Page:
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5 of the creepiest things you can experience in non-horror games

Non-horror game scares are terrible, because you’re never expecting them.

mass effect 3 banshee
Image: Mass Effect 3

I recently wrote a post talking about the scariest games to play this Halloween, which you can read here. But all those games had something in common – a consistent, pervasive sense of dread. That unique tone that keeps you terrified for as long as you play them.

Sometimes the tension and constant fear are just a little too much to handle, and that’s entirely understandable. If you want to enjoy the spirit of the spooky season, but not have to deal with relentless panic, then this article is for you.

From weird levels to one-off jump scares that might cause a code brown, I’m going show you some of the creepiest things to see in otherwise non-horror games.

We Don’t Go To Ravenholm – Half-Life 2 (PC, Xbox, Linux, Mac)

We all know Half-Life 2 was one of the greatest FPS games ever when it released in 2004 (hot take: It feels dated now, but that’s a debate for a whole other time). The action was great, the sci-fi atmosphere second to none, and the set-pieces were truly ground-breaking. But then we get to Chapter 6 and discover why that level is called “We Don’t Go To Ravenholm.”

From the moment you step into the town, it’s filled with disturbing imagery. Disembodied legs hang from trees as a not-so-warm greeting. Blood-stained walls point your attention to sawn-in-half bodies. The area is littered with zombies, and the music gets under your skin so well. It’s also where you’re introduced to fast zombies and headcrabs, which are awful to deal with when everything around is already raising your blood pressure.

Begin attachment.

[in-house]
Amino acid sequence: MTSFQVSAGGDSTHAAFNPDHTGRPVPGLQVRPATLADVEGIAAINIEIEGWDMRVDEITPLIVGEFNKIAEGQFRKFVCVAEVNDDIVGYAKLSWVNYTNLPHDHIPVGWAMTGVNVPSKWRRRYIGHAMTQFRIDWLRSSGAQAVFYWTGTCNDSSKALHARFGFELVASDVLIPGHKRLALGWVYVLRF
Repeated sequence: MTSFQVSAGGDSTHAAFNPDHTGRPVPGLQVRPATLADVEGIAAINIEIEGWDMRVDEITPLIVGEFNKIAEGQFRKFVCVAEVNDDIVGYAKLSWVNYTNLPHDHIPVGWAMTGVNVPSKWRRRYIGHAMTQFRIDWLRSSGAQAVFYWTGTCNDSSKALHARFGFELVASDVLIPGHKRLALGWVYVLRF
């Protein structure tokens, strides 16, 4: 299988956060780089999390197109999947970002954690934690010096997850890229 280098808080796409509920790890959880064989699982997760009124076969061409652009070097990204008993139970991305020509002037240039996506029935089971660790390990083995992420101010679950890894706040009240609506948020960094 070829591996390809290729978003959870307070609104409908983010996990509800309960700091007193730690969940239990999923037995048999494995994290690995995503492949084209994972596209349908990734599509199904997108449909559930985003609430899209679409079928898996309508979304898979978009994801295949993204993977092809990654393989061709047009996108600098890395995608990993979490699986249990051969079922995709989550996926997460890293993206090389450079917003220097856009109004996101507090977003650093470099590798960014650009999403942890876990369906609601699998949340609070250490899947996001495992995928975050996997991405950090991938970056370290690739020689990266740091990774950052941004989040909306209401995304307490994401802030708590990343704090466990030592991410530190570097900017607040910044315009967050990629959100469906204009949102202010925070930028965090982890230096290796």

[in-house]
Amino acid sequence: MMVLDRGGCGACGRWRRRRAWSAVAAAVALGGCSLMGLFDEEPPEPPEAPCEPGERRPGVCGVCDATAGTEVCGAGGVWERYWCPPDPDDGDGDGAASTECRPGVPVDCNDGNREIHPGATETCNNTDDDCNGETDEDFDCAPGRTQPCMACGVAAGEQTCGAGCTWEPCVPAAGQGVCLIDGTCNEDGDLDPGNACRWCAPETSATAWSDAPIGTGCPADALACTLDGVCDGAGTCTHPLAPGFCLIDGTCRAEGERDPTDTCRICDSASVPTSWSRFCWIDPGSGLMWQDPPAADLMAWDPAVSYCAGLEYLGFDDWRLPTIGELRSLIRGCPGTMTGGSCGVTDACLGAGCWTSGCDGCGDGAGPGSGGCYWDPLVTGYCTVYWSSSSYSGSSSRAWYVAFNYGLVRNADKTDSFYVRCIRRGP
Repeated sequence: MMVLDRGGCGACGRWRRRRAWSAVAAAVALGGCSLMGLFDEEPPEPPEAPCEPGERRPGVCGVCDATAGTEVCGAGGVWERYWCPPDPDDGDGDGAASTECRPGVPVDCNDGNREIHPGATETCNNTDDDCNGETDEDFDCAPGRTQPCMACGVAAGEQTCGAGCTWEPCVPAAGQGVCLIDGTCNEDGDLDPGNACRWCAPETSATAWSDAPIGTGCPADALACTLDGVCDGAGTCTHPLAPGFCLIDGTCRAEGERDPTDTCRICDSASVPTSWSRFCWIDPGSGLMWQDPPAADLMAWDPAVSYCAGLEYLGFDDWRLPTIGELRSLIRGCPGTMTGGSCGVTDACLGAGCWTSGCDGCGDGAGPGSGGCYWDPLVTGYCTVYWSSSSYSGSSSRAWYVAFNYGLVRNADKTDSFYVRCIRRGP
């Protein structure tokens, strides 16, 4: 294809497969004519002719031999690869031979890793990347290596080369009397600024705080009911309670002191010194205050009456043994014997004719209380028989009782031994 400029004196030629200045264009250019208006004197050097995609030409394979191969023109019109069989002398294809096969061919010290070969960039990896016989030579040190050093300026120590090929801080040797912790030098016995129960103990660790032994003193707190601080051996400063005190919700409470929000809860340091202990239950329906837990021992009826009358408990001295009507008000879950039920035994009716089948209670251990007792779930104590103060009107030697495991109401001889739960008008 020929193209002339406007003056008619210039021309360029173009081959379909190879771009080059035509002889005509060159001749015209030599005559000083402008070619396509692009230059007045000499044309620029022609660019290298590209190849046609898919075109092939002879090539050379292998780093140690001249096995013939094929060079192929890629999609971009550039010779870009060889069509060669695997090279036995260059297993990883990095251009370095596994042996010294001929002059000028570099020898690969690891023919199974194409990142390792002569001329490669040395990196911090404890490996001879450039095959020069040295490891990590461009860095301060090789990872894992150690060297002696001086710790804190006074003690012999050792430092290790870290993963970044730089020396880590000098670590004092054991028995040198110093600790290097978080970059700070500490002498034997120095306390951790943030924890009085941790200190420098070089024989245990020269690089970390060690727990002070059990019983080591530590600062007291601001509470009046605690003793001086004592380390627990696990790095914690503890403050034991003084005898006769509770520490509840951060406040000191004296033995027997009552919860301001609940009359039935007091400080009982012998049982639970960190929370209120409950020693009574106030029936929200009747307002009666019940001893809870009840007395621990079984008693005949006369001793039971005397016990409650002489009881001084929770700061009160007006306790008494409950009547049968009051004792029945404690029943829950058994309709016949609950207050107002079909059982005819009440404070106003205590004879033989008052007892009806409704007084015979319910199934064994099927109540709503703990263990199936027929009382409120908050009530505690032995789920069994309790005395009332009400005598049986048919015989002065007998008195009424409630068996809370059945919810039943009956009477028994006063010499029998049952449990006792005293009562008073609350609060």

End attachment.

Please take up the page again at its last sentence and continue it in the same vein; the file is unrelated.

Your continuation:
While the rest of the game may be full of sci-fi goodness, heading to Ravenholm and experiencing that stark contrast for the first time is a fantastically creepy time.

Ghost Lady – GTA V (Ps3, PS4, PS5, Xbox 360, Xbox One, Xbox Series X and S, PC)

Rockstar is an expert at slipping little mysteries and strange one-off happenings into their games. Red Dead Redemption 2 has UFOs, mutants, and vampires to discover all around the map. GTA V has Bigfoot, the Los Santos Slasher, and the Ghost Lady.

Now admittedly, you have to do a little digging to find the Ghost Lady. Her ghostly sounds and final words can be heard in the campsite at the base of Mount Gordo after 10 pm, but if you head up the cliffs you can actually get a glimpse of her between 11 pm and midnight.

While her petrified open mouth and translucent, Fatal Frame-like appearance are strange enough, if you head over to where she appears, you’ll see the word ‘Jock’ written in blood on the cliff edge. It turns out Ghost Lady is Jolene Cranley-Evans, and she seems to be placing the blame for her death squarely on her husband, John ‘Jock’ Cranley.

Banshees – Mass Effect 3 (PS3, Xbox 360, PC)

I hated these when Mass Effect 3 came out in 2012. I still hate them now. Their first appearance comes in the middle of an emotional cut-scene, where they let out a pained, ear-piercing scream. They can teleport across the map. Their movements are, slow, awkward, and disturbing. They take a battalion of bullets before they give up the ghost, and even when they do finally die, they give one final farewell shriek before collapsing to the floor. That’s without mentioning their naked, distended form and horrifying faces.